Additionally, the circuitry involved in the regulation of mood and stress overlaps with the brain circuitry affected by motivation disorders (Koob, 2015; Volkow et al., 2016). Hence, extensive evidence posits adult hippocampal neurogenesis as an additional component of drug addiction etiology (Castilla-Ortega et al., 2016; Barr et al., 2018). In this sense, rats with experimentally-reduced neurogenesis consume more cocaine and work harder to obtain the drug (Noonan et al., 2010; Deroche-Gamonet et al., 2019). Conversely, pharmacological induction of adult neurogenesis facilitates the forgetting of cocaine-contextual memories (Ladrón de Guevara-Miranda et al., 2019). Other drugs, such as alcohol, induce persistent reductions in adult neurogenesis in rodents (Spear, 2018), primates (Taffe et al., 2010), and humans, as shown by post mortem samples from alcohol abusers (Dhanabalan et al., 2018). Finally, the neonatal ventral hippocampal lesion rat model, which irreversibly lessens adult neurogenesis, has been used to reveal the participation of adult neurogenesis in the pathogenesis of dual diagnosis schizophrenia (Chambers and Self, 2002). This relation suggests that neurogenic deficits may also underlie positive-like, negative, and cognitive symptoms of schizophrenia in rodent models (Chambers, 2013; Sentir et al., 2020). Overall, a wealth of literature supports the relevance of adult neurogenesis in preclinical models of mood and anxiety disorders, as well as drug addiction or schizophrenia, while opens a new window of therapeutic opportunities aimed to ameliorate impaired hippocampal function.

Promoting Neurogenesis with Cannabidiol

Preclinical Evidence

Considering that the endocannabinoid (eCB) system exerts important functions in the regulation of neuronal generation and survival (Aguado et al., 2005), the Kempermann’s group firstly explored the possibility that a cannabinoid like CBD could enhance the survival of DG newborn neurons in mice (Wolf et al., 2010). The pioneering study showed that a CBD-enriched diet increased co-localized immunoreactivity of 5-bromo-2′-deoxyuridine (BrdU) and neuronal nuclei (NeuN). Moreover, the authors reported an interesting opposition to the effects of THC on this measure. Months later, Demirakca et al. (2010) similarly proposed these pro-neurogenic actions of CBD in humans. Since then, researchers have echoed these investigations, finding a remarkable result consistency in the pro-neurogenesis induced by CBD (Table 1).

TABLE 1
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Table 1. Literature assessing the effects of cannabidiol (CBD) in adult hippocampal neurogenesis.

Much of the preclinical work aimed at delineating the pro-neurogenic profile of CBD has mainly utilized two immunostaining observables: doublecortin (DCX) and BrdU/NeuN. Due to the prolonged presence of both markers in different stages of the neurogenesis process (for a review see Kempermann et al., 2015), it is difficult to elucidate the phase specificity of CBD changes. CBD increased BrdU/NeuN co-localization from 1 month after the injection of the thymine incorporation tracer (Wolf et al., 2010; Fogaça et al., 2018), a measure of late survival, to as early as 7 days (Luján et al., 2018, 2019), a correlate of early differentiation. The same consistency has been found using DCX. Following the same treatment protocol, CBD increased DCX staining from 7 days (Luján et al., 2019) to 1 month (Luján et al., 2018) after the last CBD injection. But in the work of Wolf et al. (2010), CBD did not enhance, and even reduced, neural progenitor cell (BrdU/Nestin-expressing type 1/2 cells) proliferation. More studies analyzing markers of neural progenitor cell proliferation are needed but, these results could imply that CBD pro-neurogenic effects would take place after newborn neurons are generated, and not before (Figure 1B). This goes in agreement with molecular findings reflecting the facilitating effects of CBD on postmitotic neuronal survival, differentiation, and maturation. The brain-derived neurotrophic factor (BDNF) positively regulates newborn neuron survival in the DG (Waterhouse et al., 2012), and CBD increases BDNF protein content within the hippocampus (Mori et al., 2017; Luján et al., 2018; Sartim et al., 2018; Sales et al., 2019). Calbindin, a Ca2+-binding protein used as a marker of mature neurons (Brandt et al., 2003), is also increased in the hippocampus of CBD-treated rats (Esposito et al., 2011). This idea has been further corroborated by the discovery that CBD activates different survival and synaptic remodeling cascades such as ERK1/2-CREB (Luján et al., 2018), GSK3β and PSD95 (Campos et al., 2013) or PI3K/mTOR/p70S6K (Renard et al., 2016; Giacoppo et al., 2017; Lanza Cariccio et al., 2018).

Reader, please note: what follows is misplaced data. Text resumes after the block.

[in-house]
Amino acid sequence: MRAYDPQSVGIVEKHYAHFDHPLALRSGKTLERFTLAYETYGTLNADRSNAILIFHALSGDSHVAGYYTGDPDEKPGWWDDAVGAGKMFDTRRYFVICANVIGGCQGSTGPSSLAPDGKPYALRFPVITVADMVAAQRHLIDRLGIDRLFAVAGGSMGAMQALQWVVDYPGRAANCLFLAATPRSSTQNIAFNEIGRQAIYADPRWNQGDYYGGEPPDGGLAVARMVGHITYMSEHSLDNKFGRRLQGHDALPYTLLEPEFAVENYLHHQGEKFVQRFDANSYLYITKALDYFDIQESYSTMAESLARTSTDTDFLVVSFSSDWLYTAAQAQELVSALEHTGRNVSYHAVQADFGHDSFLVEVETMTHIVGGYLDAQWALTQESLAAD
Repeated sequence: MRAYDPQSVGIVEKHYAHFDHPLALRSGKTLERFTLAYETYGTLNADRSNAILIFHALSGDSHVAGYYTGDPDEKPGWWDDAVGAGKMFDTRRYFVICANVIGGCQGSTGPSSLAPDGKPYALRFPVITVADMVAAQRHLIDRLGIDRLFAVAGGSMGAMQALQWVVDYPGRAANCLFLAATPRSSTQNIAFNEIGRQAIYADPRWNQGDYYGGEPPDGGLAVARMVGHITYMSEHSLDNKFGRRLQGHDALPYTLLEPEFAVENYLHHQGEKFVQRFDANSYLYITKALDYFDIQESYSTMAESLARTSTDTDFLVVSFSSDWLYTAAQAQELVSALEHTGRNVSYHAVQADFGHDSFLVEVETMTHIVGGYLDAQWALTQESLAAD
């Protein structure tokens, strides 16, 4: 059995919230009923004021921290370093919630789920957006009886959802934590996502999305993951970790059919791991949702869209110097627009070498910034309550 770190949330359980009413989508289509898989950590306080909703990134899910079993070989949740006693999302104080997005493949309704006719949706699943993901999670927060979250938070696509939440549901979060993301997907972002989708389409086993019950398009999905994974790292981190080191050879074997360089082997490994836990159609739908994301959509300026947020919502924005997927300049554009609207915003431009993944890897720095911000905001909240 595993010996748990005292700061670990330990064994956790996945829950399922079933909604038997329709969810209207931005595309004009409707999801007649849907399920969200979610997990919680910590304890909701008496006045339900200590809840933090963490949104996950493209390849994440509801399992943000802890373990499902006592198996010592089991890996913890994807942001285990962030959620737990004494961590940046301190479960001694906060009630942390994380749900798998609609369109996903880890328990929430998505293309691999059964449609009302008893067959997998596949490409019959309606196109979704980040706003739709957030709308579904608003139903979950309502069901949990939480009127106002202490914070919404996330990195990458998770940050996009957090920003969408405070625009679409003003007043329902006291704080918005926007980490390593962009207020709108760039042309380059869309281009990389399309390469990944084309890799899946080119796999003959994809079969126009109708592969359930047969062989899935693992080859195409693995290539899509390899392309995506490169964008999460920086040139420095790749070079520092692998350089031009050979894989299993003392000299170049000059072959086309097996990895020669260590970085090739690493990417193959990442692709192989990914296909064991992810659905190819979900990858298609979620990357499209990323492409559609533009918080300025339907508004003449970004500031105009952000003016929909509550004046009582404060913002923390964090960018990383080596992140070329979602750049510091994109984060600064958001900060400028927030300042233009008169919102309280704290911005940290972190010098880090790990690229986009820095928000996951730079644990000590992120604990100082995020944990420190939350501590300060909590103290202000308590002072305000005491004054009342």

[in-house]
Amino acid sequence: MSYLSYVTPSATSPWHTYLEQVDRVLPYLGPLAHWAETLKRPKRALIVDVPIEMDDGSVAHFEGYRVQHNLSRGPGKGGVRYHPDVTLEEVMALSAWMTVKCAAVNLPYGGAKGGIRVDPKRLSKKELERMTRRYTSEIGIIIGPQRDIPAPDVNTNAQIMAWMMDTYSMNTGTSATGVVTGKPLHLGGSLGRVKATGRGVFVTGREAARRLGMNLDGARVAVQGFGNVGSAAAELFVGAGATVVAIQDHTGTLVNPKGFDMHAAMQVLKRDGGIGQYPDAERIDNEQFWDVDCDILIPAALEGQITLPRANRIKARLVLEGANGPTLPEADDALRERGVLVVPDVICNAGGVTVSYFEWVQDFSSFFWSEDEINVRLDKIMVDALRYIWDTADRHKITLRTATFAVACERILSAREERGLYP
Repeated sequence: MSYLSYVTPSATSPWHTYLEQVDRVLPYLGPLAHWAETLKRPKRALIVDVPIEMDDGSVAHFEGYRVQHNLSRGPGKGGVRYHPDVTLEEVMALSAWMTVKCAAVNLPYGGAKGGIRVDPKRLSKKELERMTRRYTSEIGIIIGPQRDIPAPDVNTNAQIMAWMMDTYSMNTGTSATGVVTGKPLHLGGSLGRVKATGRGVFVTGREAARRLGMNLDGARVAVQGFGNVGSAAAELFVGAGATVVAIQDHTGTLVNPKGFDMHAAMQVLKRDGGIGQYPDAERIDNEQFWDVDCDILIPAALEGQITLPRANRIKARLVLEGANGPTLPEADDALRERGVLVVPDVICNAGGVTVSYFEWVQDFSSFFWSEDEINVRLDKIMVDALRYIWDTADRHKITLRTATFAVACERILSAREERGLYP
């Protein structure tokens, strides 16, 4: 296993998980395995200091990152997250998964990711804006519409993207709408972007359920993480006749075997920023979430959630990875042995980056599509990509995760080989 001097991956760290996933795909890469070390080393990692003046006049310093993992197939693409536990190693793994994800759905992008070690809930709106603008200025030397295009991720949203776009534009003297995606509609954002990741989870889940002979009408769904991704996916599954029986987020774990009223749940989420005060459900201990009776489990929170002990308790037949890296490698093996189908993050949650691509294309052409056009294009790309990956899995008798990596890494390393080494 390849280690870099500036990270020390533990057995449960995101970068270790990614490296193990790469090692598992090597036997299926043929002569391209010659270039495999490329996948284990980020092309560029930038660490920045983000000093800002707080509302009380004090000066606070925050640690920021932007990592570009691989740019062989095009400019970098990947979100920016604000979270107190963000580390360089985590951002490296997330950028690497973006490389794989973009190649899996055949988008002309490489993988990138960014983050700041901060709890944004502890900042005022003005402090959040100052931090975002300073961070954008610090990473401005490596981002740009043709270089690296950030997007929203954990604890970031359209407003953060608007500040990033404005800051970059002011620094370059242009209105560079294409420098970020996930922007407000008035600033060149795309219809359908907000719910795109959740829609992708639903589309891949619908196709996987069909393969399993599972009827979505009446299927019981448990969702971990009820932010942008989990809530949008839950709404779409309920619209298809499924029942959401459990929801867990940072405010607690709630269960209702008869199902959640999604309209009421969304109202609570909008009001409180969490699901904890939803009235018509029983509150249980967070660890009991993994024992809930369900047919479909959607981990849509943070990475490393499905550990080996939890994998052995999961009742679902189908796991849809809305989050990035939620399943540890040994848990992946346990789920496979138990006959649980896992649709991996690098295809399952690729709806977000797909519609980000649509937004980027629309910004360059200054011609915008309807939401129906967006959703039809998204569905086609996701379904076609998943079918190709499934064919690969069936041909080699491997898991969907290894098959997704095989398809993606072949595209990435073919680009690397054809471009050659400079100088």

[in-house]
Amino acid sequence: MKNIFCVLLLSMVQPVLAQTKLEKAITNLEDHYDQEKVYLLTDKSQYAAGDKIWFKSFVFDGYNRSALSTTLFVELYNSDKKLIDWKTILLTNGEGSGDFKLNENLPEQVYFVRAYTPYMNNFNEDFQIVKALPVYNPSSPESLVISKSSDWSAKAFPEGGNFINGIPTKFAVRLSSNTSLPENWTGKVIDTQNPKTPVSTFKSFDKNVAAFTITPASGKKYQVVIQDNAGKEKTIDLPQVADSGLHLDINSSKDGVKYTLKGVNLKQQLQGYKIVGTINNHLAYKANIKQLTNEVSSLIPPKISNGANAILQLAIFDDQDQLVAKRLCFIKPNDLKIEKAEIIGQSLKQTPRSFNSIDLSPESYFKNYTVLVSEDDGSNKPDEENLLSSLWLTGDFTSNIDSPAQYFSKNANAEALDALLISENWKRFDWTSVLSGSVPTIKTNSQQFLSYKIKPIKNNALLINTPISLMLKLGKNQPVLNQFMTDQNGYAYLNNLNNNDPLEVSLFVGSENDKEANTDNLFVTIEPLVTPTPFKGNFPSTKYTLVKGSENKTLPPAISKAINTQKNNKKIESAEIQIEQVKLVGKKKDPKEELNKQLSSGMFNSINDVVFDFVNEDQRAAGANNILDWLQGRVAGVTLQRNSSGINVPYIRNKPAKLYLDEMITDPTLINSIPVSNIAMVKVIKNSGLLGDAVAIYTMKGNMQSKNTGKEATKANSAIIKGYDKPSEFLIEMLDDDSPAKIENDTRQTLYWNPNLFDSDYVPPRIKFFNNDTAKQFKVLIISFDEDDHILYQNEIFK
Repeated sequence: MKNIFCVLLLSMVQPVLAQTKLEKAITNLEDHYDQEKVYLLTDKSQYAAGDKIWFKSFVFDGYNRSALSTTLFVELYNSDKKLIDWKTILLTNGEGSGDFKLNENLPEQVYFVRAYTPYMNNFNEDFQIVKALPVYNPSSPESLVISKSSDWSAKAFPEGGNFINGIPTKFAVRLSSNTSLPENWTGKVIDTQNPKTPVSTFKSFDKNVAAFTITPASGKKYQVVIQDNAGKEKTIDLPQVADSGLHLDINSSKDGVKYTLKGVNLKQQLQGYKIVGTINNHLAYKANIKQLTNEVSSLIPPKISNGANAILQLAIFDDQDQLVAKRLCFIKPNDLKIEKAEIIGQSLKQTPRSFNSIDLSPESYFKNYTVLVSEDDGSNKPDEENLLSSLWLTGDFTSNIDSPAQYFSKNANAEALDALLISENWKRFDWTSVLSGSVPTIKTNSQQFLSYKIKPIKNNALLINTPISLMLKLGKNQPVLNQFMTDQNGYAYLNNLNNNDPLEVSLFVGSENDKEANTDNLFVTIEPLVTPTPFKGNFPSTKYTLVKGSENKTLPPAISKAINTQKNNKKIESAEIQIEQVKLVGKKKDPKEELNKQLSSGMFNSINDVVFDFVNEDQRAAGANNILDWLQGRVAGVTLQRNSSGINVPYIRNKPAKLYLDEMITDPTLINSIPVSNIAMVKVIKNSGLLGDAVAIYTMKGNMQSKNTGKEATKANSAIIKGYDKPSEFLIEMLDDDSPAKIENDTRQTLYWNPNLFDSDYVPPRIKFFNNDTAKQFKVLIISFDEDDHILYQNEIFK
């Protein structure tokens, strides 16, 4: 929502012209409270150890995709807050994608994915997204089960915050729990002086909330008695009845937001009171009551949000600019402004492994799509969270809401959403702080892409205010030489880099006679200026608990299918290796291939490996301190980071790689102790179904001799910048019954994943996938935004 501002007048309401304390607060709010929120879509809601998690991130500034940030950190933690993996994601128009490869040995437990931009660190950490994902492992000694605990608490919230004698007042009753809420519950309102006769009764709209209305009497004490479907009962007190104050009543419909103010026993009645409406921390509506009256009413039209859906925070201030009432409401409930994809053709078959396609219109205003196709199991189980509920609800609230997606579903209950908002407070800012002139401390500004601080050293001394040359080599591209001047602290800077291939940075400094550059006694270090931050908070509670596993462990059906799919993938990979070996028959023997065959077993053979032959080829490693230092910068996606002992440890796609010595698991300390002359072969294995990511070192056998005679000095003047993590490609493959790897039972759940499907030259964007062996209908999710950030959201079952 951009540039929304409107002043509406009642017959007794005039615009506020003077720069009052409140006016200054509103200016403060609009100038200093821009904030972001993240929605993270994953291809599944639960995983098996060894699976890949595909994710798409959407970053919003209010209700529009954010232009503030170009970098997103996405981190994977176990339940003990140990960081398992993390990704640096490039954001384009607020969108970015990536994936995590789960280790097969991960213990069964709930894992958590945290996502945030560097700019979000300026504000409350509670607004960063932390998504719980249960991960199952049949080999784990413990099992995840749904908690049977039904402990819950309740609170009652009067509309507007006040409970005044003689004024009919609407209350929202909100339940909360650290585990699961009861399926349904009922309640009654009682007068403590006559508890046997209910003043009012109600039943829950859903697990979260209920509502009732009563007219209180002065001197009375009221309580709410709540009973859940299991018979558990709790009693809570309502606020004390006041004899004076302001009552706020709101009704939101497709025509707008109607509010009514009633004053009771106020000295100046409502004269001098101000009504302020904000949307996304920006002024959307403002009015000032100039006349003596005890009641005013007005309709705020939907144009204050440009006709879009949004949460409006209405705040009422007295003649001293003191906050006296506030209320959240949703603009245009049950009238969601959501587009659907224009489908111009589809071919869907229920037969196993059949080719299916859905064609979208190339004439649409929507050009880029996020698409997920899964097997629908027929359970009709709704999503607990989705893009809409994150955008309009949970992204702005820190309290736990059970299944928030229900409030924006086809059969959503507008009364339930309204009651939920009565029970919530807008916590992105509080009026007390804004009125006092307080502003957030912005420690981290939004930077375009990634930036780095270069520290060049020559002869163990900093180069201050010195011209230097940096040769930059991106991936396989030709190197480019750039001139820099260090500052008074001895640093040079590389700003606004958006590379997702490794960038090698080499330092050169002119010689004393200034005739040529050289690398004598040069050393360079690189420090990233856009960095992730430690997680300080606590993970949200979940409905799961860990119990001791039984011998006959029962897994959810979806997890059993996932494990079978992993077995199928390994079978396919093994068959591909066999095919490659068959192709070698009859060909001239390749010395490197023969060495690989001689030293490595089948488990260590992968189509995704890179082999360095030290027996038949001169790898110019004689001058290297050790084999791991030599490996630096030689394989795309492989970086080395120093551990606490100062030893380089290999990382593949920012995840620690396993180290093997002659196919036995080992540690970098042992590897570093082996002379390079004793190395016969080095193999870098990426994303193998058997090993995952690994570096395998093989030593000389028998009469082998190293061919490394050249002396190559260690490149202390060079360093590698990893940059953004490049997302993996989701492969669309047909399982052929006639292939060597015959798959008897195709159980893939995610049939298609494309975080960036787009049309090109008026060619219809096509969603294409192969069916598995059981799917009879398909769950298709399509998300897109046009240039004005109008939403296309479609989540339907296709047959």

CBD pro-neurogenesis also shows great consistency across doses. Literature findings report increases in neuronal proliferation and differentiation after CBD doses ranging from 3 to 30 mg/kg, usually after prolonged treatments (≥10 days; Table 1). Despite this, at least two studies point to an inverted U-shaped dose-response curve effect. in vitro, Campos et al. (2013) described that CBD enhanced neuronal proliferation at medium concentrations (100, 250 nM), but these effects disappeared at lower (50 nM) or higher doses (500 nM). Similarly, Schiavon et al. (2016) showed that neuronal proliferation enhancement (here assessed by DCX) could only be observed after low (3 mg/kg) but not high (30 mg/kg) doses in vivo. Inverted U-shaped dose-response curves usually suggest the participation of multiple pharmacological mechanisms. In this way, it has already been described that CBD also exerts a similar anxiolytic dose-response curve (for a review see Jurkus et al., 2016) and that it is due to the interaction of 5-HT1A and TRPV1 mechanisms (Campos and Guimarães, 2009). Therefore, one of the first neurogenic mechanisms that were evaluated consisted of the activation of 5-HT1A receptors. However, CBD-induced proliferation in HiB5 hippocampal progenitor cells was not blocked by a 5-HT1A antagonist (Campos et al., 2013) and so, an alternative candidate was considered: the eCB system.